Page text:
BRUSSELS — Germany and France faced a struggle Thursday to get skeptical EU partners to endorse new rules on state spending, which they say are needed to prevent another government debt crisis in Europe.
German Chancellor Angela Merkel and French President Nicolas Sarkozy headed to a two-day EU summit in Brussels seeking a permanent crisis resolution mechanism, which would force private creditors to bear some of the cost of bailing out a highly indebted country.
The leaders of the EU's two largest nations have also backed new rules to strip EU voting rights from repeat overspenders, a measure some officials say will not pass.
Both demands are likely to require changes to the basic EU treaty — an arduous process that may take several years. Getting approval for the current Lisbon Treaty from 27 governments took 10 years, after Dutch and French voters killed an earlier version in 2005. Irish voters have also repeatedly dismissed treaty amendments.
European Commission President Manuel Barroso called losing voting rights "unacceptable," adding that it would never get approval from all 27 EU governments.
This view was echoed by several European leaders and EU officials. "We are very very critical" of changing the EU treaty, said Austrian Finance Minister Josef Proell.
However, Merkel has made support for treaty changes a condition for her backing of stricter rules for overspending governments, which are also on the table at the summit. EU finance ministers last week endorsed early warnings and potential fines for violators of the EU's debt and deficit limits.
German officials argue that it might only require very minor tweaks of the treaty to create the legal foundation for a permanent crisis resolution mechanism. That, they say, might allow governments to avoid difficult referendums in their home countries.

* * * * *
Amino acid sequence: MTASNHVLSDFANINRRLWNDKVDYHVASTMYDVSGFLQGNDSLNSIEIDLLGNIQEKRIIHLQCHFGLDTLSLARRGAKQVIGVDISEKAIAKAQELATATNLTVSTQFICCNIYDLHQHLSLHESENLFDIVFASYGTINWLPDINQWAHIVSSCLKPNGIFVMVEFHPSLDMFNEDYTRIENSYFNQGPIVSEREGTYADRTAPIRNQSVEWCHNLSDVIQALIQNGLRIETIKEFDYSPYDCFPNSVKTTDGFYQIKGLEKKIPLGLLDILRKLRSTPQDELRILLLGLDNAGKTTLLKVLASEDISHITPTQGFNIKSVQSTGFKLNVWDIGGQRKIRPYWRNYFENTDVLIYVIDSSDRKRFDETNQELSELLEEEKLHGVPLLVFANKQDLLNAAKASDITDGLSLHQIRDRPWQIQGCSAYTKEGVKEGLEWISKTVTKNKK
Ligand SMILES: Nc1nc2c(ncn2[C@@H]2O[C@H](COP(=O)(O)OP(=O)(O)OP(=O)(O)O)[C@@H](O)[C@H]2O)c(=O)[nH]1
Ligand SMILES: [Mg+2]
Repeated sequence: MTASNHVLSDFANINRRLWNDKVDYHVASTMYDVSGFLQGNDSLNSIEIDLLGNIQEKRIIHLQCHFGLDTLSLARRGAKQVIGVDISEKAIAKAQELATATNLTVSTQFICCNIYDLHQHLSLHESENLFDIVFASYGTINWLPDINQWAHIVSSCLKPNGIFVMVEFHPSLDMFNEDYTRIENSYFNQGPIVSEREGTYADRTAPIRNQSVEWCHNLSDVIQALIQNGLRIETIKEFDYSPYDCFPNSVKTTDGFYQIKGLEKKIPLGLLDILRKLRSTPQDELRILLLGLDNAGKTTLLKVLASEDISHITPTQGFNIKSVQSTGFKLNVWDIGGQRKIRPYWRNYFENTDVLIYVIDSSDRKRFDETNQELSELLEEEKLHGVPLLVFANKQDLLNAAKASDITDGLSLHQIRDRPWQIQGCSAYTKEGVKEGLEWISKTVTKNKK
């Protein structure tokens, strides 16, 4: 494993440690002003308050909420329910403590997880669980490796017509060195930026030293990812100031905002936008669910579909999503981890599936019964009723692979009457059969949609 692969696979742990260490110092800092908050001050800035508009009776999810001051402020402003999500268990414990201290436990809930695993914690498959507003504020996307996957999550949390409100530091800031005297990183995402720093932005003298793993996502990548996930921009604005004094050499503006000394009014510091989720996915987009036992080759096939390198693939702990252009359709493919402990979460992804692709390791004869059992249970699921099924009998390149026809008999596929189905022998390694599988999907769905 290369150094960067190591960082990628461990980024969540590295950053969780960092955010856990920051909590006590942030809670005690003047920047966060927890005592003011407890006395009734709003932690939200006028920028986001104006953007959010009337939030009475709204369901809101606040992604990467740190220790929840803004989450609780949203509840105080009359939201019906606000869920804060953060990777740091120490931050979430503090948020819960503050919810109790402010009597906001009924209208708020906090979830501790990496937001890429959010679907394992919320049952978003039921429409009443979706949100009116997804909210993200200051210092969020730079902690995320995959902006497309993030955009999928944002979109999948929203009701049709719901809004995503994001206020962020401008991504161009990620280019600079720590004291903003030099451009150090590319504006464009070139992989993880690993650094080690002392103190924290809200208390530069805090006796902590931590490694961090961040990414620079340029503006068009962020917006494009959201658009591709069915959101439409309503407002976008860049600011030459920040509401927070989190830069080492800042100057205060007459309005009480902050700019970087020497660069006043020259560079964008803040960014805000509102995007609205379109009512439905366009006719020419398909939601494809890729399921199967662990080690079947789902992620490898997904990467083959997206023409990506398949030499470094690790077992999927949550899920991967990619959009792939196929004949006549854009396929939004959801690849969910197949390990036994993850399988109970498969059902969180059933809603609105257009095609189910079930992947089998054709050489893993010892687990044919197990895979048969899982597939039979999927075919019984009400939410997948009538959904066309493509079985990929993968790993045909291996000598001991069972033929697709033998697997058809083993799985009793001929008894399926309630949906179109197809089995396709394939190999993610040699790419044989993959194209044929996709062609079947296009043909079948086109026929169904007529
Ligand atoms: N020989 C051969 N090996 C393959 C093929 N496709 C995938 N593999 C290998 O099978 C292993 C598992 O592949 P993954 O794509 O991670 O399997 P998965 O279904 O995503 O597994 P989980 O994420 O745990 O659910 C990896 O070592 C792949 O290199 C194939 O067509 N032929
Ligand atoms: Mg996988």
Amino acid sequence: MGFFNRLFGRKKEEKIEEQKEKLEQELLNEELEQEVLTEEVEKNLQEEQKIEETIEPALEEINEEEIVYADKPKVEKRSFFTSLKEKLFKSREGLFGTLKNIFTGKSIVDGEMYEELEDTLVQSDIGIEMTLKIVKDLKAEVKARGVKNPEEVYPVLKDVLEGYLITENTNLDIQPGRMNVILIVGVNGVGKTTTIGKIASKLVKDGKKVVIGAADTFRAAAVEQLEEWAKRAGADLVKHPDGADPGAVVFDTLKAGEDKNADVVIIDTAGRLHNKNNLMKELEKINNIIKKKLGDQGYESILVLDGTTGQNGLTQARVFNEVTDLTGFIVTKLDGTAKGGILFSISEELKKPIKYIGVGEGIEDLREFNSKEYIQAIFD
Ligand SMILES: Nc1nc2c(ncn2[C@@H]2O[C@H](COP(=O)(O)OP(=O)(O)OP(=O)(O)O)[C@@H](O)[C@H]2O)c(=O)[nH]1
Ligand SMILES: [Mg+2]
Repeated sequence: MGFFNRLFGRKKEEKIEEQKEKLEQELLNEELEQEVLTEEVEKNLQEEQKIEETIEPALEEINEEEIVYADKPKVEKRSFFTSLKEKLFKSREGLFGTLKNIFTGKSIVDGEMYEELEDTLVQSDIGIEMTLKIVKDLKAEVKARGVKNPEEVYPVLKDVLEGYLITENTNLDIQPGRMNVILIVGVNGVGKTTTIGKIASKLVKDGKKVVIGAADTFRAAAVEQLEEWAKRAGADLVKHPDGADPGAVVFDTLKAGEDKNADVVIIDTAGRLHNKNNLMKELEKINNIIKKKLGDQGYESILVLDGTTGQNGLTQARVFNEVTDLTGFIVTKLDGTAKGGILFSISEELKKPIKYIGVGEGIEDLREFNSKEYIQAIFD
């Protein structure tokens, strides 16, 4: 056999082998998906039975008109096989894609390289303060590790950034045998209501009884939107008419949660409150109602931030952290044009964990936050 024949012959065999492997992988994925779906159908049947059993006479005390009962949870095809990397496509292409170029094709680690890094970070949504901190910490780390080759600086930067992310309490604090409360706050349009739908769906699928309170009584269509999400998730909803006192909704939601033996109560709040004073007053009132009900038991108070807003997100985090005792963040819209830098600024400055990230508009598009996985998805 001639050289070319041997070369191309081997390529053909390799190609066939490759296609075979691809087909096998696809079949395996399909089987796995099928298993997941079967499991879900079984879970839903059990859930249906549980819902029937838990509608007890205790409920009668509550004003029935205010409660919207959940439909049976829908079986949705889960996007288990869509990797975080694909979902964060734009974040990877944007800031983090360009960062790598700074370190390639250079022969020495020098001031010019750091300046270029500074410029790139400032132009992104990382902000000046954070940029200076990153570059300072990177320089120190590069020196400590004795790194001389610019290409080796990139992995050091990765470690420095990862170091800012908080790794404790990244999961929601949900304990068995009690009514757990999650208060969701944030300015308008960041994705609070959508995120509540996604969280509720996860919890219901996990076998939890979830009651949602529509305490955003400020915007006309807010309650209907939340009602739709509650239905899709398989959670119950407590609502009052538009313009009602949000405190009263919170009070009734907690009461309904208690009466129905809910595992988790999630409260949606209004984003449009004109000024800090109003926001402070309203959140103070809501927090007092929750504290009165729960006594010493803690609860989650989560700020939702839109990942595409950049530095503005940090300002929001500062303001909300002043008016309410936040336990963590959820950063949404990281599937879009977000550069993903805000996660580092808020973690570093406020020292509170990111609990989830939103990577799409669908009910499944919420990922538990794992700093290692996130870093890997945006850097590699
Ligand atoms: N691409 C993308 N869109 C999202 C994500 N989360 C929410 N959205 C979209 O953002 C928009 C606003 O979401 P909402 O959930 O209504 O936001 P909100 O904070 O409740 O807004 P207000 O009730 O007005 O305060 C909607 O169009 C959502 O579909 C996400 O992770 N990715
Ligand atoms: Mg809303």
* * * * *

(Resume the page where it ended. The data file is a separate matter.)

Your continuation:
On Thursday, Merkel won some support for limited treaty changes. Swedish Prime Minister Fredrik Reinfeldt said, "We support a permanent crisis mechanism," but added that his government wouldn't back the stripping of voting rights. He said he would accept changing the treaty "if we can get it to be small and not create a problem for everyone else."
Greek Prime Minister George Papandreou said his country would have "no problem in terms of changing the treaty," as long as "this to be done in a way which is not prejudiced, does not pre-judge the stance of every member state."
The debt crisis that has gripped Greece and Ireland — and to a lesser extent Portugal and Spain — has left the 16-nation eurozone scrambling for stricter enforcement of rules aimed at keeping governments from running big deficits and undermining the shared currency. Greece needed a rescue loan to avoid bankruptcy earlier this year, a crisis that sent shock waves through the currency union.
Even before the financial crisis of 2008, many EU countries broke limits on deficits and public debt of 3 percent and 60 percent of GDP respectively.
Existing provisions to punish overspending governments were never enforced as EU governments lacked the political will to punish fellow members of the club. Caps on deficits are needed because overspending can undermine the euro.
But German Chancellor Angela Merkel says even more enforceable limits aren't enough to prevent another debt crisis. Together with France, she is pushing for a permanent mechanism that would force private creditors to shoulder part of the cost of risky lending to a highly indebted country — either by rescheduling of repayments or accepting a so-called haircut, a reduction of the total sum they are owed.
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